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The Menace Among Us

Oxygen is running low, the power’s dead. Can you fix the ship and save the crew? But more importantly: can everyone on board be trusted?

The Menace Among Us is an asymmetrical, social deduction card game set on a ship stranded in outer space. As crew members scramble to repair the ship, the menace players attempt to sabotage repairs and drain the oxygen. Which side will survive?

Gameplay

The HUD board is placed in the center of the table. The EmMA deck is shuffled and placed on it, as are the wound cards. The oxygen tracker is set to the numbered space that matches the number of players, and the energy token is placed at zero.

Each player then randomly selects an agenda card, and the thirteen card deck that goes with that agenda. Players keep this information secret from each other. Which agendas you play with varies based on the number of players, but at least one player is always the menace, and at least three players are crew members. The goal of the menace players is to kill all crew members or to run the oxygen down to zero. The goal of the crew is to either move the energy tracker all the way to full (twenty spaces), or to kill all the menace players and have the energy at 70%. In the advanced rules, crew members will also have additional individual goals which they must complete if they wish to win the game with their team. These may lead players to act in suspicious ways.

After each player has an agenda, they each choose a character. Each comes with an additional seven cards, so that each player starts the game with a deck of twenty cards. Each character also has two special abilities, which cost oxygen, energy, discarding cards, or a combination of those in order to activate. Finally, each player shuffles their personal deck and draws three cards. You are now ready to start the game.

Each round, a new player is mission leader. Starting with the mission leader, each player takes turns choosing one of the following actions: draw a card from their deck (hand limit is four cards), play a card face down in front of themselves, or use one of their character abilities. After each player has taken a turn, all cards played that round are collected. The number of cards played must at least equal half the player count (rounded up). If there are not enough cards, you draw cards from the EmMA deck and add them until there is the correct number (most of the EmMA cards will help the crew, but some of them will help the menace players). The cards are then shuffled and the mission leader reveals them one at a time, resolving effects and making any necessary choices (such as who to give a wound to if any damage is dealt). All played cards are then discarded face-down. You may never go back and look at cards previously played.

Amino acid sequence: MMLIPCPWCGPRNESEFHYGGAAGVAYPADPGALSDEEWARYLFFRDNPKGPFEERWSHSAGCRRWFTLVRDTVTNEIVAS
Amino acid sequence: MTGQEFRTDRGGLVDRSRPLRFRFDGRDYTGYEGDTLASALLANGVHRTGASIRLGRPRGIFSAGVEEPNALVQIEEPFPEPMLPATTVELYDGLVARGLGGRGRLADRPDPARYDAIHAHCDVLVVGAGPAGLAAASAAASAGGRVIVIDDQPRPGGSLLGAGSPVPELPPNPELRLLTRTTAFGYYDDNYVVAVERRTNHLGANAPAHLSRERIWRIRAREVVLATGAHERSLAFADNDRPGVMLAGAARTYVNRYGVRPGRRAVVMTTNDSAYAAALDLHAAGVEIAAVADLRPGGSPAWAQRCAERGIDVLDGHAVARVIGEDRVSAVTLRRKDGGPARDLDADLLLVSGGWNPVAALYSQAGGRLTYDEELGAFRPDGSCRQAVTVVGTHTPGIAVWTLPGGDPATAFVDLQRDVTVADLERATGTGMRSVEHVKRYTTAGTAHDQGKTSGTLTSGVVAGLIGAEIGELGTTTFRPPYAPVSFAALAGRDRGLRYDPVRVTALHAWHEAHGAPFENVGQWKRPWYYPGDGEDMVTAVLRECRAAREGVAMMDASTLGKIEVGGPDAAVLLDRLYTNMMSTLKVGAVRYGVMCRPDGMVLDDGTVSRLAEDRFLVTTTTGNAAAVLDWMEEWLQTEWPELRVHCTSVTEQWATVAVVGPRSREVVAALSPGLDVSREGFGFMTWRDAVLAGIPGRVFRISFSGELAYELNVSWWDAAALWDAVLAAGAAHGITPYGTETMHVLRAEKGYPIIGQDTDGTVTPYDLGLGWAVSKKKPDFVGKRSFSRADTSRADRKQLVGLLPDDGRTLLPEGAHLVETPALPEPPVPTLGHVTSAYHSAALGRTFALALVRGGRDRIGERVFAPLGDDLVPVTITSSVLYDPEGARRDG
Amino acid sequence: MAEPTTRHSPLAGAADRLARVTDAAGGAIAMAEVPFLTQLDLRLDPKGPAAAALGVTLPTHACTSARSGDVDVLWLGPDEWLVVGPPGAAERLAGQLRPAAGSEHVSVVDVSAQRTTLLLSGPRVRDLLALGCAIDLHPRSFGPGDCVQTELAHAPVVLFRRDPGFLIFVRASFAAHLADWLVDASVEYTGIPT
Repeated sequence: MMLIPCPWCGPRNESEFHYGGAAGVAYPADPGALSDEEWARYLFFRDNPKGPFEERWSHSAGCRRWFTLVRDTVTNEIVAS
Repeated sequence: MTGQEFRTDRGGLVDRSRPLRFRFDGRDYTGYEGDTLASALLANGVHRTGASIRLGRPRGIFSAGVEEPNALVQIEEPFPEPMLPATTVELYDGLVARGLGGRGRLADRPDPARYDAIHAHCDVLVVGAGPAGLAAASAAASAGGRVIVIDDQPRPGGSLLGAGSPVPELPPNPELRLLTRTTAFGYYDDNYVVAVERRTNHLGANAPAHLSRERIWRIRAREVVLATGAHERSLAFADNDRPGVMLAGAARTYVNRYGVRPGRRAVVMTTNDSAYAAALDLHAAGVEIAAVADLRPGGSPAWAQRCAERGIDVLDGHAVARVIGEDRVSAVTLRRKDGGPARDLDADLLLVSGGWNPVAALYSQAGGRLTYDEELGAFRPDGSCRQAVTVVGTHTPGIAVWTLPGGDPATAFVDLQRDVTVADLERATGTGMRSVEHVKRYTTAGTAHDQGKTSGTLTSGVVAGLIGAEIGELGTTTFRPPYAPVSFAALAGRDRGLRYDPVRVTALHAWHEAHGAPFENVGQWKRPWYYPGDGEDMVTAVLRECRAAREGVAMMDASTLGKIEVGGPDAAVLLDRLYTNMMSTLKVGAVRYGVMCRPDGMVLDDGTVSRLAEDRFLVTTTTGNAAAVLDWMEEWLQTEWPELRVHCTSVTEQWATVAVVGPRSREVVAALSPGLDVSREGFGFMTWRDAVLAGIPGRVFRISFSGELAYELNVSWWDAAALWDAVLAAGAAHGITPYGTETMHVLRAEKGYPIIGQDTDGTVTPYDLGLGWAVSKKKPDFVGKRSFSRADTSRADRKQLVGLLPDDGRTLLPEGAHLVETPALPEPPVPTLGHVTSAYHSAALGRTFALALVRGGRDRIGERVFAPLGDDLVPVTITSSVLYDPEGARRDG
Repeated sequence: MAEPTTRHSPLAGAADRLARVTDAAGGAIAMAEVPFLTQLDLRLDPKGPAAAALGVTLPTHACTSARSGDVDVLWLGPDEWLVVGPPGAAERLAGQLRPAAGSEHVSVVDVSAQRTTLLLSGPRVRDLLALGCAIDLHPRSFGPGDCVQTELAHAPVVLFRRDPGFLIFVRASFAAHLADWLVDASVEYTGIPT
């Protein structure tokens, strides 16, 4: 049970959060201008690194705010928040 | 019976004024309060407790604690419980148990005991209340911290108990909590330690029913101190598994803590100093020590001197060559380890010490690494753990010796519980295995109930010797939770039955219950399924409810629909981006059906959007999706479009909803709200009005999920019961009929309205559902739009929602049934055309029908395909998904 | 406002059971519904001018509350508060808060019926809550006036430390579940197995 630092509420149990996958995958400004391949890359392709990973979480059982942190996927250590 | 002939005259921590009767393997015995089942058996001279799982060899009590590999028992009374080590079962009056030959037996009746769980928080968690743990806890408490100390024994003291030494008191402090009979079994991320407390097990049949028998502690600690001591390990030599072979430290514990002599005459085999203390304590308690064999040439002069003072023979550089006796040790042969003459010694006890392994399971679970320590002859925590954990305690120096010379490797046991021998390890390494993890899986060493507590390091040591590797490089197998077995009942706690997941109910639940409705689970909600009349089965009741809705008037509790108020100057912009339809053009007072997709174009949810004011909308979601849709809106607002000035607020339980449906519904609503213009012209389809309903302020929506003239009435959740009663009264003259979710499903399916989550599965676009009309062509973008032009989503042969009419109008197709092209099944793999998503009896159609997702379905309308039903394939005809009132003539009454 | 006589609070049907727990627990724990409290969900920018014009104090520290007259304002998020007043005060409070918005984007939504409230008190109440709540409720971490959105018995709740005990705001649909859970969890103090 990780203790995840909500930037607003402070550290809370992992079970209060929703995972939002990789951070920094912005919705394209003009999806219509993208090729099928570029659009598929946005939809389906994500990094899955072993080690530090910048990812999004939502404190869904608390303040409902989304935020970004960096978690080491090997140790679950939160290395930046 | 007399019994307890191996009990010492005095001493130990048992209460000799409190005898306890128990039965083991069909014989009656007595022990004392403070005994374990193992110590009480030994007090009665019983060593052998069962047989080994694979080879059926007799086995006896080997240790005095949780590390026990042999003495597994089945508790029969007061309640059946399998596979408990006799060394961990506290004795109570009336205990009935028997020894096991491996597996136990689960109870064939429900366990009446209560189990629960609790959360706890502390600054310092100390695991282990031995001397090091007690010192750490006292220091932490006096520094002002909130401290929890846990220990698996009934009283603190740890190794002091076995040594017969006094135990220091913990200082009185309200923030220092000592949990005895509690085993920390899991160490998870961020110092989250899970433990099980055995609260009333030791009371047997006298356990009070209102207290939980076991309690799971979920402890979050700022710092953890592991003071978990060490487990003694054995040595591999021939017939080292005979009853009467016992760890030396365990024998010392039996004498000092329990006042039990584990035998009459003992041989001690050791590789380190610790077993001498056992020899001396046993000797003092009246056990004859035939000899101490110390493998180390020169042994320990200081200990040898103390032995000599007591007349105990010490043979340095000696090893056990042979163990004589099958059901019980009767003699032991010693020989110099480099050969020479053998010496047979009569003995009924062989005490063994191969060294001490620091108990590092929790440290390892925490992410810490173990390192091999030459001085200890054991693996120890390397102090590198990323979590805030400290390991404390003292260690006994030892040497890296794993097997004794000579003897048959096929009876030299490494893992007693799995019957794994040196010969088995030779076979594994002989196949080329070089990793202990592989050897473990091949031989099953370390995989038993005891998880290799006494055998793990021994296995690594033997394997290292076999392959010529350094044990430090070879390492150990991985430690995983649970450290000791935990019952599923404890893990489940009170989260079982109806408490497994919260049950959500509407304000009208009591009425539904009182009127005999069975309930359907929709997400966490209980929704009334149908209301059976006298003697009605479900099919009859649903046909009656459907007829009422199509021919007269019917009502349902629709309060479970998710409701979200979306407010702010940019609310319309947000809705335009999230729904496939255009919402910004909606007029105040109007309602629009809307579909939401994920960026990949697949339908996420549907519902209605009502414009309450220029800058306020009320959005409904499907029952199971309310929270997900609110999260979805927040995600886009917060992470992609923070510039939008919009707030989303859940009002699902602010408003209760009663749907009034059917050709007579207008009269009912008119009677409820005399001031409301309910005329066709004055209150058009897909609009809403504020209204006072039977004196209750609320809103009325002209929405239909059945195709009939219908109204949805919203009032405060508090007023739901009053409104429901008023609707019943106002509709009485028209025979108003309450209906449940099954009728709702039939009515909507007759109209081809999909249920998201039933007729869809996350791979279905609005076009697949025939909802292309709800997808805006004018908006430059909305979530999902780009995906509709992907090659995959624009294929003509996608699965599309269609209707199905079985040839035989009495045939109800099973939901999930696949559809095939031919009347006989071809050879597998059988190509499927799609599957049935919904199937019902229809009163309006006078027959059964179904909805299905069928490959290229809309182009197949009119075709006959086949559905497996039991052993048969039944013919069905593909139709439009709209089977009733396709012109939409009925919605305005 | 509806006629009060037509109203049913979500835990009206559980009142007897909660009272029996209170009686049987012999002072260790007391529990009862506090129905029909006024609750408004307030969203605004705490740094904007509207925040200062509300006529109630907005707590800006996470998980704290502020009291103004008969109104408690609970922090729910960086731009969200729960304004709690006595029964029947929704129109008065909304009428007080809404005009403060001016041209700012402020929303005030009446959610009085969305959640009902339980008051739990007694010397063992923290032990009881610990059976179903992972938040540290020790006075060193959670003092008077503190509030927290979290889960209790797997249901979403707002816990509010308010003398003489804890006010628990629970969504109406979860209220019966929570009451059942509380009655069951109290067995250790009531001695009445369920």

After the cards are resolved, players may discuss their suspicions. Any player can grab the voting pistol at this point, at which point players must have a vote on who to exile. If it is a tie, or more players pass than vote, no one is exiled. If any player receives a majority number of votes, they are exiled and must reveal their agenda card. Oxygen is gained if it was a menace player, but lost if it was a crew member. While exiled, a player cannot use their character ability or vote, but can still draw and play cards.

If a player ever receives two wounds, they die at the end of the round. If it was a crew member, the oxygen goes down.  A dead player is eliminated from the game. You are also eliminated from the game if you have no more cards to play. You can still win with your team, however, even if you are eliminated.

The game ends once one team’s win condition is met.

The Menace Among Us Components

Review

The Menace Among Us has elements that reminded us of more complex social deduction games, and distilled them into a faster, more accessible experience that still felt satisfying, tense, and intriguing.

In this game, you need to balance your deck and the crew-friendly and the menace-friendly cards, and try to work toward your team goal (and potentially your individual goal as well). Also, the fact that you get to select your character after receiving your agenda is a great design choice that really allows you to tweak your deck and select a character with cards that complement your agenda and its deck, or provide you with extra bluffing options.

Trying to read other players is tricky, especially with the EmMA deck around to always add an extra level of uncertainty. There are lots of fabulous opportunities for intrigue and bluffing all throughout the game.

Aesthetically, the Menace Among Us looks fantastic, as well. There is a really fun, cartoony sci-fi style to the artwork, and the voting pistol is just a thoroughly fun game piece; you want to grab it even when you’re not ready for a vote!

The game does have a rather extensive setup and take down time, with the compiling of the individual decks. The box has slots so that the decks can be stored already assembled, but that means you need to do the sorting when putting the game away. Also, as with most social deduction games, there is a sweet spot in the player count — playing with the minimum number of 4 players is not ideal.

For fans of social deduction, The Menace Among Us is thematic, well designed, streamlined, and a great entry into the genre for new players.

Pros: Easy to teach, ability to choose character once you have your team, great components

Cons: Extensive setup and take down time, not all player counts play equally well

Disclosure: we received a complimentary review copy of this game.